Manitoba History: Site Review: Images of Our Past: A Celebration of Manitoba’s Peoples
by Gerry Berkowski
Manitoba History, Number 17, Spring 1989
Last November the Manitoba Multicultural Resource Centre sponsored a film night at Cinema Main, featuring films about working people. One film, entitled Hold the Ketchup, was billed as a humorous look at the ways in which food is prepared in the homes and restaurants of Canada’s various ethnic groups. Interviews with the men and women who made and consumed their creations also gave insight into such issues as sex roles and assimilation, and raised significant questions about the preservation of practices and values at the foundation of Canada’s multicultural heritage.
The evening of films was part of Images of Our Past, a project begun in 1986 to “join community-based organizations and professional advisors in a common effort to preserve and tell the story of how ethnocultural groups have shaped Manitoba’s settlement patterns, economy, politics and social life.” The project was coordinated by a steering committee of the MMRC which held working meetings, raised funds, and organized workshops designed to “encourage and assist ethnocultural communities in ongoing efforts to preserve their historical resources and to share these with researchers, archives, museums and the general public.” (p. 44) The result was a series of educational public events, the most ambitious of which was an exhibit still travelling the province, entitled Images of Our Past: A Celebration of Manitoba’s Peoples.
Images of Our Past strives to “create a composite picture of the peoples of Manitoba and bring into relief the ethnic elements which make up this province.” This would “enable individuals and groups to share and compare their respective experiences and become more aware that their common heritage is indeed multicultural.” (p. 3)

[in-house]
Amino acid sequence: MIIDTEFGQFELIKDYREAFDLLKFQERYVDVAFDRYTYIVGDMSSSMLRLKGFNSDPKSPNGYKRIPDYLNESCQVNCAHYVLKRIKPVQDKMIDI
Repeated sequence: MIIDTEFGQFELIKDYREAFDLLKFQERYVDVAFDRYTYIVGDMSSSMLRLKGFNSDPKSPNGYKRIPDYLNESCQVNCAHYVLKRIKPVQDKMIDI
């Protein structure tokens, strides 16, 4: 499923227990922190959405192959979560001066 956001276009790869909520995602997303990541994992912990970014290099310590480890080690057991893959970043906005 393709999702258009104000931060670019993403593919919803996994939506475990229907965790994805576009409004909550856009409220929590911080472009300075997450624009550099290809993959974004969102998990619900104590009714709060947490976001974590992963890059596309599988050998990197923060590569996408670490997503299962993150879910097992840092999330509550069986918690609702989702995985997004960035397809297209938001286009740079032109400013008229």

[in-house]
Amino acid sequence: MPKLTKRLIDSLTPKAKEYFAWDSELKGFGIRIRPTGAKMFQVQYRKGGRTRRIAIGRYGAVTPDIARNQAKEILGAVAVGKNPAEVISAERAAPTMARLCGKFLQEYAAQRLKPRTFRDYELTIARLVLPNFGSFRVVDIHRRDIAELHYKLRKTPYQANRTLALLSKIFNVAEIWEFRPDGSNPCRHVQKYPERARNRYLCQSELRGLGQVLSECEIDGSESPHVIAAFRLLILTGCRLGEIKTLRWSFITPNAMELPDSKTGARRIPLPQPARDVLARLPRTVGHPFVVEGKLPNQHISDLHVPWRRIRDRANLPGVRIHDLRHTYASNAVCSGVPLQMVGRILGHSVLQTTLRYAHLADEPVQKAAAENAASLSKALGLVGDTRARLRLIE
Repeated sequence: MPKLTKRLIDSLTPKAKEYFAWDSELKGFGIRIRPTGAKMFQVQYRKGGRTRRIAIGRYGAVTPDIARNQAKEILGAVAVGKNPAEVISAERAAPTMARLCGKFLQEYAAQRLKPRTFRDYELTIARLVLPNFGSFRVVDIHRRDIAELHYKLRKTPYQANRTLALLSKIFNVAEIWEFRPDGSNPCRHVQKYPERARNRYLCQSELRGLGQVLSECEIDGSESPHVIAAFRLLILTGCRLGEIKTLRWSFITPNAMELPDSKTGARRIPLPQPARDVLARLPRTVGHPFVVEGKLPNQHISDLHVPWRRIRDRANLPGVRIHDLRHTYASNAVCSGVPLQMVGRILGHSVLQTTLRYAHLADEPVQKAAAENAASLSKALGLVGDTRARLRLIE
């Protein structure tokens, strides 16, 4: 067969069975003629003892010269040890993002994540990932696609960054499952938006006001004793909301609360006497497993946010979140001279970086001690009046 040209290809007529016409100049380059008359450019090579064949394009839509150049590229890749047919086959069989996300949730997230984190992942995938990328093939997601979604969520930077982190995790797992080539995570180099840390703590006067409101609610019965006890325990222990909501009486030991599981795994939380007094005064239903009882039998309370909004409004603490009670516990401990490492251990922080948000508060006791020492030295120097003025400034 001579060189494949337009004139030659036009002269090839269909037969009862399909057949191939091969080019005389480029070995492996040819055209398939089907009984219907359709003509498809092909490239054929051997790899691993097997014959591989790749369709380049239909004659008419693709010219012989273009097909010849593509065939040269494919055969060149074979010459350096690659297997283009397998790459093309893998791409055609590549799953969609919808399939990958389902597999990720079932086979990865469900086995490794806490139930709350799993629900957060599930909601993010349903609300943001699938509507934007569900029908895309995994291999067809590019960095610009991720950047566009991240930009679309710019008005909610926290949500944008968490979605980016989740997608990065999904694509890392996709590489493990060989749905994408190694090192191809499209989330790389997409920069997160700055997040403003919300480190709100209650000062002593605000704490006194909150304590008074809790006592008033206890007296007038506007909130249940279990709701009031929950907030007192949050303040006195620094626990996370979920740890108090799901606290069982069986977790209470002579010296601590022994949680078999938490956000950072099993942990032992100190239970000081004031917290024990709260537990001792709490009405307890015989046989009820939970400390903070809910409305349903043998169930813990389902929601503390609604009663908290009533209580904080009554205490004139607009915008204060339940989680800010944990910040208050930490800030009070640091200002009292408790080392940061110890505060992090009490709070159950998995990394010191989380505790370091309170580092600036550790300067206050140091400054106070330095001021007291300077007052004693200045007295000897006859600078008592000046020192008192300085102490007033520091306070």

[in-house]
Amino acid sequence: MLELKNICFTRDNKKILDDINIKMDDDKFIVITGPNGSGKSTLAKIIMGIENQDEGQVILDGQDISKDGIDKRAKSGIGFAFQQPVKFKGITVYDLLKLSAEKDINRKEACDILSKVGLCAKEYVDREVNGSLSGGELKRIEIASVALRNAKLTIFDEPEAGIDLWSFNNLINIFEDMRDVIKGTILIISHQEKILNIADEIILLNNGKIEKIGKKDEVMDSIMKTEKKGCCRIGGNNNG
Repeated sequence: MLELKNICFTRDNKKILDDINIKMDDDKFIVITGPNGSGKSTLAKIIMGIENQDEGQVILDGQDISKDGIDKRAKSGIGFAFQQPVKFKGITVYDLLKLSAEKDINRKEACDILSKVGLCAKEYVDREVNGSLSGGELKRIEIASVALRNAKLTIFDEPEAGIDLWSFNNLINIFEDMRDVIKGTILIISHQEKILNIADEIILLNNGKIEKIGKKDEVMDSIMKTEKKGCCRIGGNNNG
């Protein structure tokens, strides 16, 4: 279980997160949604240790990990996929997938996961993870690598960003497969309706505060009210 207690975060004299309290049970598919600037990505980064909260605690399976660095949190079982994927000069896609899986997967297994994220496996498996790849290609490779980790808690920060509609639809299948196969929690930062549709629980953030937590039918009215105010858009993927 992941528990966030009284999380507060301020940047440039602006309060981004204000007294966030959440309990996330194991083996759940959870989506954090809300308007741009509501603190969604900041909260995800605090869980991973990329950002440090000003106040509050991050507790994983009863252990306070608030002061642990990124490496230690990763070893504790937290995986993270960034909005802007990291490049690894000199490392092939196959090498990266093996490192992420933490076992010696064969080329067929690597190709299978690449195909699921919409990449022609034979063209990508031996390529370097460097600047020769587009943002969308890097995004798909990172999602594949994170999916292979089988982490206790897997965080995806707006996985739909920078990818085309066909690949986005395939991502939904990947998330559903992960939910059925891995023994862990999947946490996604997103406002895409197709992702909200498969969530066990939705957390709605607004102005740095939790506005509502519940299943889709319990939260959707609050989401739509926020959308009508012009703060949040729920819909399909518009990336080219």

The exhibit consists of artifacts, costumes, archival documents, and photographs displayed on story boards, on plinths, and in dioramas. All of this material is arranged thematically and divided into six major areas. The introduction describes the impact of early settlement on aboriginal peoples and provides a chronological description of migration and settlement from La Verendrye to the ‘White Paper’ and beyond. The second section, entitled By Their Works Shall You Know Them, covers the role of various groups in the Manitoba economy in the Rural and Northern Mosaic, and the Urban Mosaic. Inequality and the Practice of Freedom shows how immigrants and aboriginal people suffered after being lured to Manitoba by the “magnets” of free lands and free homesteads. Their struggle for real freedom “not only helped to give substance to the principles of British democracy, but added their own vision of human rights, equality and respect for diversity which has become the ethical dimension of multiculturalism.” (p. 19) Expression and Perpetuation of Group Identity discusses the role of ethnic organizations, community, and institutions in preserving ways of life and culture within a dominant anglo-saxon assimilationist culture. The fifth section describes changes to activities, objects, customs, and rituals as people realistically adapt to the needs of living in a new social and political environment. Finally, the epilogue reminds us of the place of ethnicity in history, with reference to third world immigration to Canada in recent decades. These people are searching for the same “equality of opportunity, guarantees of human rights and access to power as other minorities did a generation or two back, nothing more and nothing less.” (p. 43)